ISBN: 978-0-691-23132-7

Mauricio Rivera

Peace Research Institute Oslo (PRIO)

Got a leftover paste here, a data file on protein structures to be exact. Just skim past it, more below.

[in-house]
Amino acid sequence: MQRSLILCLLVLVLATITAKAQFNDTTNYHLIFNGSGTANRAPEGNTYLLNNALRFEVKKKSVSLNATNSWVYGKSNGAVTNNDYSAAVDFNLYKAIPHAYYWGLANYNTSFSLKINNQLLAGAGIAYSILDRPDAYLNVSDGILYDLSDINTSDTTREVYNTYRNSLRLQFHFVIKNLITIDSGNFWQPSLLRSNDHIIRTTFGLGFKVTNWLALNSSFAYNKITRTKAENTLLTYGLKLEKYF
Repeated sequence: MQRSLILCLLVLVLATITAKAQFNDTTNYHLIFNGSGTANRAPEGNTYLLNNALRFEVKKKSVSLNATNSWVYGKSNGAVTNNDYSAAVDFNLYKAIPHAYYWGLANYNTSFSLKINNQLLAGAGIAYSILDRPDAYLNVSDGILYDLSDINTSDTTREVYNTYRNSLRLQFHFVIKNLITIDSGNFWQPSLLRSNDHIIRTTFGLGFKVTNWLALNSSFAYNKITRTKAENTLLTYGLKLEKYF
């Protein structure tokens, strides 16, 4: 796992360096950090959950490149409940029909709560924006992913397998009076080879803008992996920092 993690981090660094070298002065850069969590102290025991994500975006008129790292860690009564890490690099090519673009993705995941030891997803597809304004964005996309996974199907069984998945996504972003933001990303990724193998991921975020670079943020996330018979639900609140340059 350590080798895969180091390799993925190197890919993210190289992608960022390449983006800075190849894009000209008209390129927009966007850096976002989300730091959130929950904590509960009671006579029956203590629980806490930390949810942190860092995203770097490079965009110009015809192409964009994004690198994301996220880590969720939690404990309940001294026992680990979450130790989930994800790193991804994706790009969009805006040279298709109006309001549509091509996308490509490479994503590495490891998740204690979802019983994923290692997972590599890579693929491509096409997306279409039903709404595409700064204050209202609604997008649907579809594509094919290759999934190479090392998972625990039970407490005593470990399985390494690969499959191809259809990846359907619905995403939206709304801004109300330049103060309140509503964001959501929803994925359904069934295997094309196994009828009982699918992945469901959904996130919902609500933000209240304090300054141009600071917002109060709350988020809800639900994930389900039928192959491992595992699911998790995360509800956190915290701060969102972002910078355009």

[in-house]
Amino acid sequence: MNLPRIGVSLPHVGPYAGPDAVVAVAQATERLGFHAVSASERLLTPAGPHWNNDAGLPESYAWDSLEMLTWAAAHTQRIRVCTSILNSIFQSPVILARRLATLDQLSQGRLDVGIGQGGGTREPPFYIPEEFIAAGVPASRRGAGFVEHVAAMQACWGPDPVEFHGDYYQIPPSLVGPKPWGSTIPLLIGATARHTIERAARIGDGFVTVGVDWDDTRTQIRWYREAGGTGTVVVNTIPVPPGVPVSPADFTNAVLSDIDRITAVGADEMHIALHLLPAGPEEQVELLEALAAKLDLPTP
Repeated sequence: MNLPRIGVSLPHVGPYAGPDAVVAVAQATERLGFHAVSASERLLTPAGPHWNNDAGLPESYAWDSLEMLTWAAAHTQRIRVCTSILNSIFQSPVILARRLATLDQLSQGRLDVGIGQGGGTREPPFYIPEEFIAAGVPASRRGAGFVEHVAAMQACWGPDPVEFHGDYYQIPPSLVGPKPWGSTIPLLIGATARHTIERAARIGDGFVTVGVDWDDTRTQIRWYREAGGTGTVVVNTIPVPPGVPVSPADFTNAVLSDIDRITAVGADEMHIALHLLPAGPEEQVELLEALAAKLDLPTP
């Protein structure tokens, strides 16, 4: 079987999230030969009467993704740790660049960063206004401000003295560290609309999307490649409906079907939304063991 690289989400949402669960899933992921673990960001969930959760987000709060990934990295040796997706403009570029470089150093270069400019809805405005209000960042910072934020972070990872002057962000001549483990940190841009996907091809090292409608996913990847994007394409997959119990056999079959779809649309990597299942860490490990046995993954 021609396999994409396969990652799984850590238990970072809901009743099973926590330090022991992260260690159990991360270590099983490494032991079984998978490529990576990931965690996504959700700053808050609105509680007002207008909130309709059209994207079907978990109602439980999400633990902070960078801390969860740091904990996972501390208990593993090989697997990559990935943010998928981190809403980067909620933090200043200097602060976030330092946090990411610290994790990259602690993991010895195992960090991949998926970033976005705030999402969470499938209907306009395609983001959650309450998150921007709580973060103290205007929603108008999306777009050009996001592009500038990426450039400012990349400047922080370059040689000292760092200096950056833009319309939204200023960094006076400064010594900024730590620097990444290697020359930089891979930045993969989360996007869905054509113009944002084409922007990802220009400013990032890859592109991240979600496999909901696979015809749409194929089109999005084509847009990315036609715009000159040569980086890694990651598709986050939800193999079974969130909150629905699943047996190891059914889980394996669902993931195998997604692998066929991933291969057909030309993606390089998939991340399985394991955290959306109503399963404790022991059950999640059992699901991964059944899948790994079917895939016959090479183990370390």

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Over the last few decades, social science research has made significant progress in understanding why civil wars start and end. However, we know less about post-war politics: why and how insurgent groups that engaged in mass atrocities during civil wars succeed in democratic elections in the post-war period. Conventional wisdom suggests that elections after civil wars can fuel political instability and provoke the resurgence of civil war. Sarah Zukerman Daly challenges this view, arguing that violent victors are more persuasive for the electorate than less violent actors who lost the war, or nonviolent actors that were not involved in the civil war. Based on extensive fieldwork, in-depth interviews in El Salvador, Guatemala, and Nicaragua, and a survey experiment of victims and non-victims of the Colombian civil war, Daly presents compelling evidence that, in casting their vote, citizens look back but not to punish violent victors for their atrocities and violence in the past, but to reward them for establishing and assuring peace. These findings seem to be generalizable. Using original data on civil war successor parties, Daly presents cross-country evidence that violent victors have performed well in post-war elections across the world over the period 1970–2015. The theory and the evidence presented in this book suggest that citizens in post-war countries are willing to trade off justice (not to sanction war atrocities) for the consolidation of peace (to avoid conflict resurgence). This can hinder the development of a liberal democracy. This book is a must read for students of civil wars, elections, democracy, and state building.